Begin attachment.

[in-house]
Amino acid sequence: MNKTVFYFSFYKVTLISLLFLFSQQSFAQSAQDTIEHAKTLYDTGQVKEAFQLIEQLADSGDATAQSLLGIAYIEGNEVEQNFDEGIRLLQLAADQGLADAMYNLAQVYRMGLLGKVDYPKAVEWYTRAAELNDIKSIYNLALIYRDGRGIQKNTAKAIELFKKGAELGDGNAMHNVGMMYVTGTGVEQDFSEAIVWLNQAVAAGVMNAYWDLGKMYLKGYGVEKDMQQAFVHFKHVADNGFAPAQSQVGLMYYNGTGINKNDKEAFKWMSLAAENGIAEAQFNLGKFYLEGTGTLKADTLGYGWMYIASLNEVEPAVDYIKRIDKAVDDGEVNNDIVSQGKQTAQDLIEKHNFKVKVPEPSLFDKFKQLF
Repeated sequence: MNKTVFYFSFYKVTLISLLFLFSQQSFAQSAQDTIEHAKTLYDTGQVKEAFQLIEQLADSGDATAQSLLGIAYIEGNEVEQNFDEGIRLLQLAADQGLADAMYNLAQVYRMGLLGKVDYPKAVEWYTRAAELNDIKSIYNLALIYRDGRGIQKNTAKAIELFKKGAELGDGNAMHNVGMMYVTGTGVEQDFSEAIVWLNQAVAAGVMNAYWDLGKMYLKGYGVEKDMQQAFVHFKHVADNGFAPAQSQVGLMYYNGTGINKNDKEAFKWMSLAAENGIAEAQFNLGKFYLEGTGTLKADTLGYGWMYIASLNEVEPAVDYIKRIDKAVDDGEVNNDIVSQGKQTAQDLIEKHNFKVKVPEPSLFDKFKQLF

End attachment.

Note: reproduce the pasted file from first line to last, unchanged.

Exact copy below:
[in-house]
Amino acid sequence: MNKTVFYFSFYKVTLISLLFLFSQQSFAQSAQDTIEHAKTLYDTGQVKEAFQLIEQLADSGDATAQSLLGIAYIEGNEVEQNFDEGIRLLQLAADQGLADAMYNLAQVYRMGLLGKVDYPKAVEWYTRAAELNDIKSIYNLALIYRDGRGIQKNTAKAIELFKKGAELGDGNAMHNVGMMYVTGTGVEQDFSEAIVWLNQAVAAGVMNAYWDLGKMYLKGYGVEKDMQQAFVHFKHVADNGFAPAQSQVGLMYYNGTGINKNDKEAFKWMSLAAENGIAEAQFNLGKFYLEGTGTLKADTLGYGWMYIASLNEVEPAVDYIKRIDKAVDDGEVNNDIVSQGKQTAQDLIEKHNFKVKVPEPSLFDKFKQLF
Repeated sequence: MNKTVFYFSFYKVTLISLLFLFSQQSFAQSAQDTIEHAKTLYDTGQVKEAFQLIEQLADSGDATAQSLLGIAYIEGNEVEQNFDEGIRLLQLAADQGLADAMYNLAQVYRMGLLGKVDYPKAVEWYTRAAELNDIKSIYNLALIYRDGRGIQKNTAKAIELFKKGAELGDGNAMHNVGMMYVTGTGVEQDFSEAIVWLNQAVAAGVMNAYWDLGKMYLKGYGVEKDMQQAFVHFKHVADNGFAPAQSQVGLMYYNGTGINKNDKEAFKWMSLAAENGIAEAQFNLGKFYLEGTGTLKADTLGYGWMYIASLNEVEPAVDYIKRIDKAVDDGEVNNDIVSQGKQTAQDLIEKHNFKVKVPEPSLFDKFKQLF